To the class of 2011
Thank you for the opportunity to address the graduating class of 2011. It is a privilege to be the guest speaker after having spent so many years sitting in the audiences of my own children’s graduations. Every parent is proud of the accomplishments of their children, but every parent is also a citizen with an eye to the future entrusted to the next generation, hopeful for good citizens, good leadership.
I have listened to dozens of these addresses over the years, not only my own children’s graduations but the graduations of friends and family, all eager to witness their seedlings grow into the sprouted and rooted plantings we dream of when preparing them for the future.
Generally the message at these events is basic in a variety of forms and styles: begin with an anecdote, a joke, the best a personal remembrance, follow with the charge which is either change the world or be good human beings in consonance with other human beings, world peace, etc. I am most partial to the change the world scripts.
Graduates of 2011, you probably won’t change the world much. Forget that Margaret Mead quote, it’s prosaic and will one day be disheartening. My generation thought we would change the world too. Save yourselves. Do something honest, gather up a nest egg of money and don’t let the news depress you. All the expressly powerful and most of the famous are nincompoops. Do not pay any attention to them, don’t pay any attention to them at all.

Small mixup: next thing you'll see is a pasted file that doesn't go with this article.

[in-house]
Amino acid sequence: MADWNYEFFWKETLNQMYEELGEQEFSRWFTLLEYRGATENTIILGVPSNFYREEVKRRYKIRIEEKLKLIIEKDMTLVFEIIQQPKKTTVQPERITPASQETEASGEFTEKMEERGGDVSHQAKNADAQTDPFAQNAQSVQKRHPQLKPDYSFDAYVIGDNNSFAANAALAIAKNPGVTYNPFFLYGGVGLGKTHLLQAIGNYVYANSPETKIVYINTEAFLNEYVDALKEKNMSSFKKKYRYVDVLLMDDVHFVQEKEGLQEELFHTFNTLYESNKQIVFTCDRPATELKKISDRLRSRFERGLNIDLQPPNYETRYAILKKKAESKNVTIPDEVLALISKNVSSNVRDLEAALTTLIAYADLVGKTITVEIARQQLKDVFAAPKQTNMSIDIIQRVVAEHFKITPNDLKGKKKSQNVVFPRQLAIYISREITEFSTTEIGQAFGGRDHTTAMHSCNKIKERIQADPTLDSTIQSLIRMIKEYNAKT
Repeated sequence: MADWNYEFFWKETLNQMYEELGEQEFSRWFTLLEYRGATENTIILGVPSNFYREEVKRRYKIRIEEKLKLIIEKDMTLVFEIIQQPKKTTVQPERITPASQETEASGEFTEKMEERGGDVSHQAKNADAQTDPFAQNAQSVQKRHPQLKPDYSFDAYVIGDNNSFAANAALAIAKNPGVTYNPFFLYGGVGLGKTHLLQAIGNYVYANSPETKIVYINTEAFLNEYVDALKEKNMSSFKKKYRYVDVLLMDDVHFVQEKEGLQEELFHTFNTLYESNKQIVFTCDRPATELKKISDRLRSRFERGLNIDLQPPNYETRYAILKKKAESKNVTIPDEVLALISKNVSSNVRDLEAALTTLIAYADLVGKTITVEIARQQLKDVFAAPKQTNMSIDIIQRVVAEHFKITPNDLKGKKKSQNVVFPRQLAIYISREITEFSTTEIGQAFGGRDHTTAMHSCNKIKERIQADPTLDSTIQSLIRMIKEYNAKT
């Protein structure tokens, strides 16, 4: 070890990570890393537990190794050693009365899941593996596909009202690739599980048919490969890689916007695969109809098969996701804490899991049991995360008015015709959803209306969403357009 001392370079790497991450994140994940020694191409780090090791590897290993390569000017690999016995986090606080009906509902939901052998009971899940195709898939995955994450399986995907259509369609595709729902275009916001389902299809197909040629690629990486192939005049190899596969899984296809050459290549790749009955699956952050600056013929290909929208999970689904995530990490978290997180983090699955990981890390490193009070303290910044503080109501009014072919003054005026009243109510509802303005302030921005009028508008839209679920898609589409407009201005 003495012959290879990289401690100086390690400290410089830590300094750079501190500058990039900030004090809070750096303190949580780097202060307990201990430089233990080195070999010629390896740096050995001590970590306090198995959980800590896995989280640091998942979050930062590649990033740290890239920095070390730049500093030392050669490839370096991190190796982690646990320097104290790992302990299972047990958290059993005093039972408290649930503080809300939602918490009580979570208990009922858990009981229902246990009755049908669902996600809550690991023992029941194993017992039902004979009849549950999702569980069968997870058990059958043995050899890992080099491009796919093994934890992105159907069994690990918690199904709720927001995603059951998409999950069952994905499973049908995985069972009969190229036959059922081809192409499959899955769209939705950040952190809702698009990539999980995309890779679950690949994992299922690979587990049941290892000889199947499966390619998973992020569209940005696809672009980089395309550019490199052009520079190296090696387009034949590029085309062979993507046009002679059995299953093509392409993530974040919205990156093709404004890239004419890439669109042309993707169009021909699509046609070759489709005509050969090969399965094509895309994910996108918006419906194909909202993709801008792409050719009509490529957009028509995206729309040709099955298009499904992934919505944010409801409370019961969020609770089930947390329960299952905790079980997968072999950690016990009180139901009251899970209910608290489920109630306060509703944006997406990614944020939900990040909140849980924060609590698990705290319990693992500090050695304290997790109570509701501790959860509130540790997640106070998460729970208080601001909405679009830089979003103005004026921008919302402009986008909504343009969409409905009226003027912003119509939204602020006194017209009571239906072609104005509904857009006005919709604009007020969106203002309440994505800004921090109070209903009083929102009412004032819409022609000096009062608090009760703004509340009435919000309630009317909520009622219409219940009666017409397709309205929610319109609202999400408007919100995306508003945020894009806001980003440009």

If you must distinguish yourself, become a good criminal. An old school criminal. The criminals nowadays are generally faceless, nameless, and now untraceable.
Our elections are in the pockets of the secret donors who have planned their future security around the takeover of our beloved political process through privately financed groups, mystery backers — generally the corporations motivated by power and profits and idiot self preservationist fringe philosophies — protected by tax-code provisions that do not require disclosure of donors. Now that our Supreme Court has opened the door to the unabashed manipulation of the democracy through anonymous — that is, secret – funding, our crooks are mostly hidden. That is where we have arrived in our noble country: welcome to your future.
Class of 2011, save yourselves. I want to make a case for a return to honest crime. The kind of crime I grew up with. Now those guys were criminals. They smoked cigars and they insulated themselves with payoffs and graft and they barely bothered to hide it. They enjoyed their work.
Smuggle goods over the borders, intimidate business persons to buy your protection, surround yourself with strong, secure, ruthless people. Protect your community from a store front that serves great espresso, do favors for people for favors in return. Create a parallel world where your word rules. Never forget a good turn or don’t miss the opportunities for revenge. Be a good criminal. Let people know what you stand for. Do it publicly and without guile. Smoke a cigar now and again.
Infiltrate honestly. Be a citizen and make the expressed and unexpressed powers answer to you. Don’t let the politicians become so important. They’re the phoniest of all, cowards too fragile to value truth over re-election. Don’t respect their secrecy.
Most of your friends will be corporate cogs. Not you. Let the corporations know you are not afraid of them. Speak truth to power, as we used to say. Be bold. Reclaim optimism through crime. It will be a great gift.
If you can’t be a crook, be a writer. There’s so much inspiration these days as our culture has slid into irrelevance, consumerism, greed, and cyncisim. Everyone is so ridiculous you won’t have to make up a thing.
Thank you, and congratulations to the class of 2011.